Presented by Anbaric Development Partners
Good Friday morning!
Its been a rough week for the Democratic establishment-backed ticket in District 37. First Palisades Park Mayor Christopher Chung dropped out of the Assembly after a scathing Comptrollers Office report on his towns governance. Then Assembly candidate Alexandra Soriano-Taveras dropped out over her comments about boycotting businesses on Teanecks Cedar Lane.
Now its Assemblymember/state Senate candidate Gordon Johnsons turn to face scrutiny. I obtained a 2008 email sent by Englewood activist Deirdre Paul to state Sen. Loretta Weinberg that accused Johnson of making her an offer involving the Englewood council seat he planned to vacate that was inappropriate and unacceptable coming from a public official and referred to Johsons alleged past and present sexual improprieties. (Paul is now a Republican and is seeking GOP support to run for Assembly in the 37th District this year). Read more about it here
To be clear, there is no specific allegation in this email. But even a whiff of misconduct allegations are a very unwelcome development for Johnson as he faces off in an intense primary against his longtime running mate, Valerie Vainieri Huttle. But there are complications. For instance, Paul who declined to comment for my article told David Wildstein
she informed Huttle about an undisclosed complaint about Johnson from over a decade ago and that he didnt do anything about it. Was it the same complaint?
CORONAVIRUS TRACKER: 3,208 newly-reported positive PCR tests for a total of 732,560. 46 more deaths for a total of 21,340 (and 2,474 probable deaths). 1,936 hospitalized, 392 in intensive care. 925,777 second vaccine doses administered, or about 10.4 percent of the population.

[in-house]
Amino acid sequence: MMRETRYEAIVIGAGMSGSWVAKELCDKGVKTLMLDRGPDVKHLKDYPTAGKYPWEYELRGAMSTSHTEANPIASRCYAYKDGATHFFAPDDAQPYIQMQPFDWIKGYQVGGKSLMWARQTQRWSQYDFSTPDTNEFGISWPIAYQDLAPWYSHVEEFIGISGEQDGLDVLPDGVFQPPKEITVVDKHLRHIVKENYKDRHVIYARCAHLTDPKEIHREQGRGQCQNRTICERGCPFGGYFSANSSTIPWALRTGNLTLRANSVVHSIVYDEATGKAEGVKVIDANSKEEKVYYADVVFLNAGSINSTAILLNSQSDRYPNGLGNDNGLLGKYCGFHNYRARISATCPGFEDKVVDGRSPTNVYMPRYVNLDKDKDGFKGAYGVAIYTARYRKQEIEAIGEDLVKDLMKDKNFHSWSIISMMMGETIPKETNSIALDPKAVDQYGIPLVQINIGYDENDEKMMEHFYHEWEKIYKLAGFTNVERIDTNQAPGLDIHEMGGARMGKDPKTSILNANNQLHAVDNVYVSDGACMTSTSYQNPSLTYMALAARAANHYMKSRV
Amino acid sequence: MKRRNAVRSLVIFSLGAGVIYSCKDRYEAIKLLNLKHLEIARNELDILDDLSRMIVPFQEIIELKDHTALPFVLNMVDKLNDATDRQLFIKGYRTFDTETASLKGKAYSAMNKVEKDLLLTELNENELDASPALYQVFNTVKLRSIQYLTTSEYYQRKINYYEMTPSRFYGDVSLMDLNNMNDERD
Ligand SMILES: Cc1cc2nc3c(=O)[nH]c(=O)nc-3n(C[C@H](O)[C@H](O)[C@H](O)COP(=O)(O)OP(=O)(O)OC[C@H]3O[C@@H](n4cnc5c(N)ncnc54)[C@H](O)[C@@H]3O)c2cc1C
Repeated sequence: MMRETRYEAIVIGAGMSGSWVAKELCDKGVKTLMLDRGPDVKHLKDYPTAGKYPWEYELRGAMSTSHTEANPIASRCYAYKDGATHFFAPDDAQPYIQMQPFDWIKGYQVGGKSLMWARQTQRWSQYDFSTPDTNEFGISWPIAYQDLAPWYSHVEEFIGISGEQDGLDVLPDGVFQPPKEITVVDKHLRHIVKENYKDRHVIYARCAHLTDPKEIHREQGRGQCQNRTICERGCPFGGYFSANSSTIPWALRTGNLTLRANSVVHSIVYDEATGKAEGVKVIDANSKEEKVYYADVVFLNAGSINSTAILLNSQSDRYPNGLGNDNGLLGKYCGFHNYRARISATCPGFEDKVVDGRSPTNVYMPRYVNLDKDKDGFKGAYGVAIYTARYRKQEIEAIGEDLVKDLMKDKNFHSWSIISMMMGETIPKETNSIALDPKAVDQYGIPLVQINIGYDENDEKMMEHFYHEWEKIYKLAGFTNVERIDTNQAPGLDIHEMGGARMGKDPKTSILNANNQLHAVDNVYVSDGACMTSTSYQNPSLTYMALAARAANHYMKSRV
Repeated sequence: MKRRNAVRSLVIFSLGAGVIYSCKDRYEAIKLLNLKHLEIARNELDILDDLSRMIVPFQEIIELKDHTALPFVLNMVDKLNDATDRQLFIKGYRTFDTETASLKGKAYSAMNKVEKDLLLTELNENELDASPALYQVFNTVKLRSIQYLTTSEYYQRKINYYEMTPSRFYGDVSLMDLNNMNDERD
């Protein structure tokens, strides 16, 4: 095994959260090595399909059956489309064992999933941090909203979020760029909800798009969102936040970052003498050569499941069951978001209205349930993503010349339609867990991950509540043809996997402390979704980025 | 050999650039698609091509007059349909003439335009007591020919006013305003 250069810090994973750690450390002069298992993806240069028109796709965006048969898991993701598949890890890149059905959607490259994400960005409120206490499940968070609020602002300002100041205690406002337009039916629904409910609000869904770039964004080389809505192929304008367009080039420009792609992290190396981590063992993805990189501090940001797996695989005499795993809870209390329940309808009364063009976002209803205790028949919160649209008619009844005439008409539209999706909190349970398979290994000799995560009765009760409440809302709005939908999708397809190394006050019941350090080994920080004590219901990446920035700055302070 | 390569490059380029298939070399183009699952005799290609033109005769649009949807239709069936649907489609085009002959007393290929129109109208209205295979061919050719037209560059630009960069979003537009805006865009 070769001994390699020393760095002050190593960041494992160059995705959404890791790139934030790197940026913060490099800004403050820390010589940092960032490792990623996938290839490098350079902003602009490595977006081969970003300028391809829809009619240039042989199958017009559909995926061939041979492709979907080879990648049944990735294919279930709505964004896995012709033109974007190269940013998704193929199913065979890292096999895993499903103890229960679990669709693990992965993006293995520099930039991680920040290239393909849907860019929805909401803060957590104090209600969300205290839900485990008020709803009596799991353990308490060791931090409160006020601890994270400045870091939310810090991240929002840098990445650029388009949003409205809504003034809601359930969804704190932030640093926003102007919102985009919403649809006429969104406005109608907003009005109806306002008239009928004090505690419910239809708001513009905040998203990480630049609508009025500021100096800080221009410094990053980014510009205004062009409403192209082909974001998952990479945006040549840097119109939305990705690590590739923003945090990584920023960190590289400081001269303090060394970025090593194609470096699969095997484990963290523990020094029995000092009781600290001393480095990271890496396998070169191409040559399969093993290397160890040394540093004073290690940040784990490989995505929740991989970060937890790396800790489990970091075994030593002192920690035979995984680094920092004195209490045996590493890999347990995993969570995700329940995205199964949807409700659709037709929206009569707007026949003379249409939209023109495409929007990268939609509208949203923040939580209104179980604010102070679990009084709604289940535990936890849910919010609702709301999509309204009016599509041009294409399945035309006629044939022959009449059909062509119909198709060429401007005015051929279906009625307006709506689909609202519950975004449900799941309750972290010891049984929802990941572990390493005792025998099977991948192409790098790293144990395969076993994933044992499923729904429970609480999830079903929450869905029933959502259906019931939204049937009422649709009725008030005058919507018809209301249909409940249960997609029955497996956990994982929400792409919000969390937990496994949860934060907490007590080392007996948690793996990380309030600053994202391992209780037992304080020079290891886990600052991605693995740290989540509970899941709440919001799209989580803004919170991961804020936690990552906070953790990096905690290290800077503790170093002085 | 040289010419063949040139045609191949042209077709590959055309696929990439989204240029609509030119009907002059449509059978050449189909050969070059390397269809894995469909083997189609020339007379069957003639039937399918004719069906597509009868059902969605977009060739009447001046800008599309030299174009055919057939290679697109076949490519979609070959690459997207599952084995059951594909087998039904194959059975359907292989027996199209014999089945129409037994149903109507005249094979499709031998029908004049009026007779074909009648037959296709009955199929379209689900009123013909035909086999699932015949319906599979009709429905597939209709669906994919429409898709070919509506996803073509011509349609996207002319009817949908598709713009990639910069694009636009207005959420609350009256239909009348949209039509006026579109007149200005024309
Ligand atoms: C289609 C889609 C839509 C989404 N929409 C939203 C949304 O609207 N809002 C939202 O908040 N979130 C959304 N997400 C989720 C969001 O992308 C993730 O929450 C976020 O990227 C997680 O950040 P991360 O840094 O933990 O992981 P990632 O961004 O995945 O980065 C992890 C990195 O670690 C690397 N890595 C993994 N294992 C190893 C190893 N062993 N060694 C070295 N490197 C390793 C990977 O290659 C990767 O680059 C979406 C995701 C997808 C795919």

QUOTE OF THE DAY: I can assure you that I do not know [Satish Poondi] and have no recollection of ever meeting him. The mere fact that we once appeared in the same group photograph at a 2018 awards ceremony does not make us personal friends. I am unsure why you and others continue to insist that Mr. Poondi and I know each other other than the fact we are both South Asian lawyers but I hope that this letter can put the issue to rest. Attorney General Gurbir Grewalin a letter to Assemblymember
Erik Peterson, who in a letter to Grewal
had demanded he recuse himself from an investigation into the hate flyers in which Poondi is allegedly implicated.
HAPPY BIRTHDAY: NJDEPs Jason Springer, Passaic County Commissioner John Bartlett, internet guy Scott Shields, Gloucester County Commissioner Jim Jefferson. Saturday for consultant Pablo Fonseca, NJDEPs Davon McCurry, Chemistry Councils Ed Waters, Murphy aide Mike DeLamater. Sunday for PR guy Anthony Campisi, Archers Brian McGovern, NJDHS’ Steve Shultz
A message from Anbaric Development Partners:
New Jersey is leading the race to scale offshore wind, taking groundbreaking steps like announcing a first-in-the-nation transmission only solicitation. Now, NJ will need a partner that can deliver on this bold vision. With extensive experience building transmission systems, Anbaric is the company New Jersey can trust to achieve our clean energy goals. Visit nj.anbaric.comto learn more.
WHAT TRENTON MADE